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Old 03-30-2008, 11:20 AM
 
16,199 posts, read 10,370,329 times
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I recently purchased a memory foam mattress topper. I really do not know much about them and would like some feed back.
We originally purchased this because we experienced a wonderul nights sleep at a friends.
I have noticed a funny odor and from memory foam and wonder if this is normal?
Also, is there any special care I need to know about?

Any suggestions, feedback or advice would be greatly appreciated.

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Old 03-30-2008, 11:25 AM
 
Location: God's Country
21,416 posts, read 29,529,737 times
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We bought a memory foam mattress in Jan, the funny smell went away in about a day or two. Be sure and get a good mattress cover.
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Old 03-30-2008, 11:51 AM
 
Location: Western Mass.
605 posts, read 2,186,753 times
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Quote:
Originally Posted by I LOVE NORTH CAROLINA View Post
We bought a memory foam mattress in Jan, the funny smell went away in about a day or two. Be sure and get a good mattress cover.
Same here - actual mattress rather than just topper as OP has, but we love ours and the smell went away within a week or so.
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Old 03-30-2008, 06:43 PM
 
16,199 posts, read 10,370,329 times
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Quote:
Originally Posted by tonrob View Post
Same here - actual mattress rather than just topper as OP has, but we love ours and the smell went away within a week or so.

Good to hear!! Thanks for your responses.
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Old 03-30-2008, 07:23 PM
 
Location: wrong planet
5,115 posts, read 10,030,617 times
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We bought a tempur pedic mattress and the smell went away after a day. Love the mattress
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Old 03-30-2008, 08:02 PM
 
212 posts, read 854,926 times
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Default Toxic chemical release from foam mattresses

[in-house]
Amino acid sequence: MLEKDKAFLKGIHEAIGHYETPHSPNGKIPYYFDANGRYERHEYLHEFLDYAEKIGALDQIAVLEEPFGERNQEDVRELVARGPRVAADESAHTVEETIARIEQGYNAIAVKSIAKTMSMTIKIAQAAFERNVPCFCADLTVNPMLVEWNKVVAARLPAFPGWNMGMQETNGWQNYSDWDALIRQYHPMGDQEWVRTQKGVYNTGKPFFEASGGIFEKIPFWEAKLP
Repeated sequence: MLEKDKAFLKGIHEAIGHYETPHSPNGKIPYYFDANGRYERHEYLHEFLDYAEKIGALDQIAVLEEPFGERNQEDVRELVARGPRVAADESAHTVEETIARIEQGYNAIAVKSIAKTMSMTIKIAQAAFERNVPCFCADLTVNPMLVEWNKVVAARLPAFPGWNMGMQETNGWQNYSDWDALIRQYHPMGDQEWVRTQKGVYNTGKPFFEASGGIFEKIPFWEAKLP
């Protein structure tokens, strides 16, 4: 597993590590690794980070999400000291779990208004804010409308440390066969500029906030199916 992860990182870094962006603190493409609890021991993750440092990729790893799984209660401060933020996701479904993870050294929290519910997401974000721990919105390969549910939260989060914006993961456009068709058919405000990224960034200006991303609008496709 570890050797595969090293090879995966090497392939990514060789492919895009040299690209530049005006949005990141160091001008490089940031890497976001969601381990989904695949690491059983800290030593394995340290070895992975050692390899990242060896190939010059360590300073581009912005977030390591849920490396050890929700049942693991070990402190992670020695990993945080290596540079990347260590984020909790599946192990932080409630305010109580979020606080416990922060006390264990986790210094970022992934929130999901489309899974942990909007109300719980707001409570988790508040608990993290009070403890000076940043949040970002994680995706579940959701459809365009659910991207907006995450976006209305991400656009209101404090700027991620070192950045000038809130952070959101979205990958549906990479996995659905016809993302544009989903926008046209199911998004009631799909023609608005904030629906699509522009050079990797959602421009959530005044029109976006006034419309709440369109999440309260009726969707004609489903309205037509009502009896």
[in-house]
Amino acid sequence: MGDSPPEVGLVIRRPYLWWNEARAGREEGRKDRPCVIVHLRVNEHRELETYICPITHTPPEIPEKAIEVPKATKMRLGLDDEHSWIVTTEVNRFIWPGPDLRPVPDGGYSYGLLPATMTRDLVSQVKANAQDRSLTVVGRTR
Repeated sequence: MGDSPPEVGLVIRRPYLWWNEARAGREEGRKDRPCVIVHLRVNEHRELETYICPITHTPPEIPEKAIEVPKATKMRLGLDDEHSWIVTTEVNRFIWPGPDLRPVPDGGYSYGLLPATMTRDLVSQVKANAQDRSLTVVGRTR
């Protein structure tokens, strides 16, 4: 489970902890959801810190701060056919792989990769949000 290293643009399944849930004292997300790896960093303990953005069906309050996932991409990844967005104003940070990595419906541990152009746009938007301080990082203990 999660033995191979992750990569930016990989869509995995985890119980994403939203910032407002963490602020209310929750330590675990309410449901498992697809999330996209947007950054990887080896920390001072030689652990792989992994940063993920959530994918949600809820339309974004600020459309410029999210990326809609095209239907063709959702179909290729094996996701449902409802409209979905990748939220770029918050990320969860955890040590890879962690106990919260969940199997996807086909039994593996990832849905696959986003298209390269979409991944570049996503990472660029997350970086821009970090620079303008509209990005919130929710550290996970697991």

I have been reading about the horrible effects of chemicals on our children, especially phthalates, which are now present in every living being on the planet. All parents of babies and young children should google "phthalates".

I found this information about foam mattresses. For those of you with chemical sensitivity, you may want to avoid them:

Since the mid- to late '60s, most mattresses have been made of polyurethane foam, a petroleum-based material that emits volatile organic compounds that can cause respiratory problems and skin irritation. Formaldehyde, which is used to make one of the adhesives that hold mattresses together, has been linked to asthma, allergies, and lung, nose, and throat cancers. And then there are cotton pesticides and flame-retardant chemicals, which can cause cancer and nervous-system disorders. In 2005, Walter Bader, owner of the "green mattress" company Lifekind and author of the book Toxic Bedrooms, sent several mattresses to an Atlanta-based lab. A memory-foam model was found to emit 61 chemicals, including the carcinogens benzene and naphthalene.

There is no proven health risk from the substances in mattresses, however, mostly because tracking their long-term effects is virtually impossible. Heather Stapleton, an environmental chemist at Duke University, says there's simply not enough data to determine whether low levels of these chemicals will eventually make people sick. "It's the dose that makes the poison," she says. "If they're not getting out, maybe it's not a problem-but we don't know. There are plenty of lab studies that show that these compounds are harmful. It's just a question of what levels people are exposed to."